NOR Flash memory is one of two types of non-volatile storage technologies. NAND is the other. Non-volatile memory doesn't require power to retain data. NOR and NAND use different logic gates -- the fundamental building block of digital circuits -- in each memory cell to map data. Both types of flash memory were invented by Toshiba, but commercial NOR Flash memory was first introduced by Intel in 1988. NAND flash was introduced by Toshiba in 1989. NAND memory devices are accessed serially, using the same eight pins to transmit control, address and data information. NAND can write to a single memory address, doing so at eight bits -- one byte -- at a time.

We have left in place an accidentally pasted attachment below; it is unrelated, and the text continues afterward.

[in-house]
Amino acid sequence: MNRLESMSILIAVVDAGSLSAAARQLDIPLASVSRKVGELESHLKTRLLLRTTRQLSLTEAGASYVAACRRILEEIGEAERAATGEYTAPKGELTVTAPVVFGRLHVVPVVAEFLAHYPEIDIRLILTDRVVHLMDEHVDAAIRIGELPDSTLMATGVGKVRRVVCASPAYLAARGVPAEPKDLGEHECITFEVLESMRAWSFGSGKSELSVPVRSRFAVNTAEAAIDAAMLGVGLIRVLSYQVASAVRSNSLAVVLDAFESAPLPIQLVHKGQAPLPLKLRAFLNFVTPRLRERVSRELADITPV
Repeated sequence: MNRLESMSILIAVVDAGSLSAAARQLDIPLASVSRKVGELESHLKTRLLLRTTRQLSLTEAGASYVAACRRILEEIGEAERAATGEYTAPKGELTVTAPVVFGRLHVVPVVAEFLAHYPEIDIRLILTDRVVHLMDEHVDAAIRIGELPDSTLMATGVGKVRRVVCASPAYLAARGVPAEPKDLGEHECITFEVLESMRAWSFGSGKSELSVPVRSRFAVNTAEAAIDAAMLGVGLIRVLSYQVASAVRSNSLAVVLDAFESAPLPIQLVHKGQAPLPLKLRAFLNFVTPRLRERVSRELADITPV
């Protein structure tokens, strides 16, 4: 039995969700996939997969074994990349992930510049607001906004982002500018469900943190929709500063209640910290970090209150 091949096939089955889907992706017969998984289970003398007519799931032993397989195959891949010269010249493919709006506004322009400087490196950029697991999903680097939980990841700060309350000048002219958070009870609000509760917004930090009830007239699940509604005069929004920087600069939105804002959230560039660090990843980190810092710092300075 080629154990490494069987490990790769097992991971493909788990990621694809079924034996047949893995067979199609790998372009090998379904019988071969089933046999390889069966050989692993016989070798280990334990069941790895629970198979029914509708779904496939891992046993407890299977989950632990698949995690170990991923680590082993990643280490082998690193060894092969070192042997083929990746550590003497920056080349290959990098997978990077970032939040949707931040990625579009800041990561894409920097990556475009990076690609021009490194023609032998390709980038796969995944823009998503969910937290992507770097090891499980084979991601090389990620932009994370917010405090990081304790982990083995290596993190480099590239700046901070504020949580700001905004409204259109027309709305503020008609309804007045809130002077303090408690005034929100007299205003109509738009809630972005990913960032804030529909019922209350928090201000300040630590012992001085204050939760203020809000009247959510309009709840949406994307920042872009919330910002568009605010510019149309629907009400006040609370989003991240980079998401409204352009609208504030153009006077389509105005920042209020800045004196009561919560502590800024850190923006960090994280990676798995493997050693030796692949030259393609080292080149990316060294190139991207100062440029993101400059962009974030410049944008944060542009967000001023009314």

When it comes to power consumption, NOR Flash memory requires a higher power current than NAND when it is first powered on. However, once powered on, the standby power requirement for NOR is much lower than NAND. Therefore, NOR is generally better for random reads from memory, whereas NAND is more efficient at writes, erases and sequential reads. NOR Flash is most often used in mobile phones, scientific instruments and medical devices. NAND has found a market in devices to which large files are frequently uploaded and replaced, such as MP3 players, digital cameras and USB (Universal Serial Bus) flash drives.